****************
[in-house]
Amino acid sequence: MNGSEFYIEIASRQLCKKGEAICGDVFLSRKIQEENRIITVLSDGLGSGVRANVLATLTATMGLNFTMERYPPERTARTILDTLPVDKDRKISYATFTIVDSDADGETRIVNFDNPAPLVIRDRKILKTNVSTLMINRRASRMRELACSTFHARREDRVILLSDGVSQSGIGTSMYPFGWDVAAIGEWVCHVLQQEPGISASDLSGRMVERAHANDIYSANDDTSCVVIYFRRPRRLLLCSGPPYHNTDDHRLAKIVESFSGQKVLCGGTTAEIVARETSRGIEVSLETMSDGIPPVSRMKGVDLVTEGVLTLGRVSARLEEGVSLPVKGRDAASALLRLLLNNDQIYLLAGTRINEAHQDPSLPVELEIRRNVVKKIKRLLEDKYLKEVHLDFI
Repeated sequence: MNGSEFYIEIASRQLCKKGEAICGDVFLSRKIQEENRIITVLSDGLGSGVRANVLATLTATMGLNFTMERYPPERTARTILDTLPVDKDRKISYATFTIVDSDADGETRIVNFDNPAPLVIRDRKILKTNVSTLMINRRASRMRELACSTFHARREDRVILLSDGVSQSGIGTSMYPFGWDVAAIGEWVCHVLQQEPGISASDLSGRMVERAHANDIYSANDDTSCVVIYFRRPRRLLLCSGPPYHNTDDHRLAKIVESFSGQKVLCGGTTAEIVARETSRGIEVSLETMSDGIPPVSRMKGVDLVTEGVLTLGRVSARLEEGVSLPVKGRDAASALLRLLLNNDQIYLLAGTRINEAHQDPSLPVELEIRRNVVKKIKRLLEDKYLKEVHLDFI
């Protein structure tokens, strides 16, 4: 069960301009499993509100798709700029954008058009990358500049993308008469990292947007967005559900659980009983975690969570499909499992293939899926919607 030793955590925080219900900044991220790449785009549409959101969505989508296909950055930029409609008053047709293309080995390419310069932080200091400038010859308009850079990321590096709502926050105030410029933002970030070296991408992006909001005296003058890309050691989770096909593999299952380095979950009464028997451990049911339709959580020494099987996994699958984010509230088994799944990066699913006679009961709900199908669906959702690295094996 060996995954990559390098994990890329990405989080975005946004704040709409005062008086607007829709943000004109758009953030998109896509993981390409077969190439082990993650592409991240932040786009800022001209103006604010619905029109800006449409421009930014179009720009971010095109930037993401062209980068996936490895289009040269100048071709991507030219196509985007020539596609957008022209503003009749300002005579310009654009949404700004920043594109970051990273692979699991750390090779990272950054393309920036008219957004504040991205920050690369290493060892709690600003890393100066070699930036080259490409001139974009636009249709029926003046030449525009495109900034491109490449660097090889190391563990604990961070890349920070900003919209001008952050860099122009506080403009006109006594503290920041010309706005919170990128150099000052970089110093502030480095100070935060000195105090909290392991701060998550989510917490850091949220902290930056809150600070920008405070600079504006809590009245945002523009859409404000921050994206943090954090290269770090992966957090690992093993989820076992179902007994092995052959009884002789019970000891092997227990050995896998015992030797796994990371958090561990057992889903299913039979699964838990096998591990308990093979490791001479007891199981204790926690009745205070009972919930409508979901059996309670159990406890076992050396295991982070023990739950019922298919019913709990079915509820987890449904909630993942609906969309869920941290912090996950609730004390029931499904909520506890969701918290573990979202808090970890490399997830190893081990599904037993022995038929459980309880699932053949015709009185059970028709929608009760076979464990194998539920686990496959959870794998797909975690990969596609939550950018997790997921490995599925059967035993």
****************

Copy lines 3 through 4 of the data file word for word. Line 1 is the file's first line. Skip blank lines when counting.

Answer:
Repeated sequence: MNGSEFYIEIASRQLCKKGEAICGDVFLSRKIQEENRIITVLSDGLGSGVRANVLATLTATMGLNFTMERYPPERTARTILDTLPVDKDRKISYATFTIVDSDADGETRIVNFDNPAPLVIRDRKILKTNVSTLMINRRASRMRELACSTFHARREDRVILLSDGVSQSGIGTSMYPFGWDVAAIGEWVCHVLQQEPGISASDLSGRMVERAHANDIYSANDDTSCVVIYFRRPRRLLLCSGPPYHNTDDHRLAKIVESFSGQKVLCGGTTAEIVARETSRGIEVSLETMSDGIPPVSRMKGVDLVTEGVLTLGRVSARLEEGVSLPVKGRDAASALLRLLLNNDQIYLLAGTRINEAHQDPSLPVELEIRRNVVKKIKRLLEDKYLKEVHLDFI
């Protein structure tokens, strides 16, 4: 069960301009499993509100798709700029954008058009990358500049993308008469990292947007967005559900659980009983975690969570499909499992293939899926919607 030793955590925080219900900044991220790449785009549409959101969505989508296909950055930029409609008053047709293309080995390419310069932080200091400038010859308009850079990321590096709502926050105030410029933002970030070296991408992006909001005296003058890309050691989770096909593999299952380095979950009464028997451990049911339709959580020494099987996994699958984010509230088994799944990066699913006679009961709900199908669906959702690295094996 060996995954990559390098994990890329990405989080975005946004704040709409005062008086607007829709943000004109758009953030998109896509993981390409077969190439082990993650592409991240932040786009800022001209103006604010619905029109800006449409421009930014179009720009971010095109930037993401062209980068996936490895289009040269100048071709991507030219196509985007020539596609957008022209503003009749300002005579310009654009949404700004920043594109970051990273692979699991750390090779990272950054393309920036008219957004504040991205920050690369290493060892709690600003890393100066070699930036080259490409001139974009636009249709029926003046030449525009495109900034491109490449660097090889190391563990604990961070890349920070900003919209001008952050860099122009506080403009006109006594503290920041010309706005919170990128150099000052970089110093502030480095100070935060000195105090909290392991701060998550989510917490850091949220902290930056809150600070920008405070600079504006809590009245945002523009859409404000921050994206943090954090290269770090992966957090690992093993989820076992179902007994092995052959009884002789019970000891092997227990050995896998015992030797796994990371958090561990057992889903299913039979699964838990096998591990308990093979490791001479007891199981204790926690009745205070009972919930409508979901059996309670159990406890076992050396295991982070023990739950019922298919019913709990079915509820987890449904909630993942609906969309869920941290912090996950609730004390029931499904909520506890969701918290573990979202808090970890490399997830190893081990599904037993022995038929459980309880699932053949015709009185059970028709929608009760076979464990194998539920686990496959959870794998797909975690990969596609939550950018997790997921490995599925059967035993």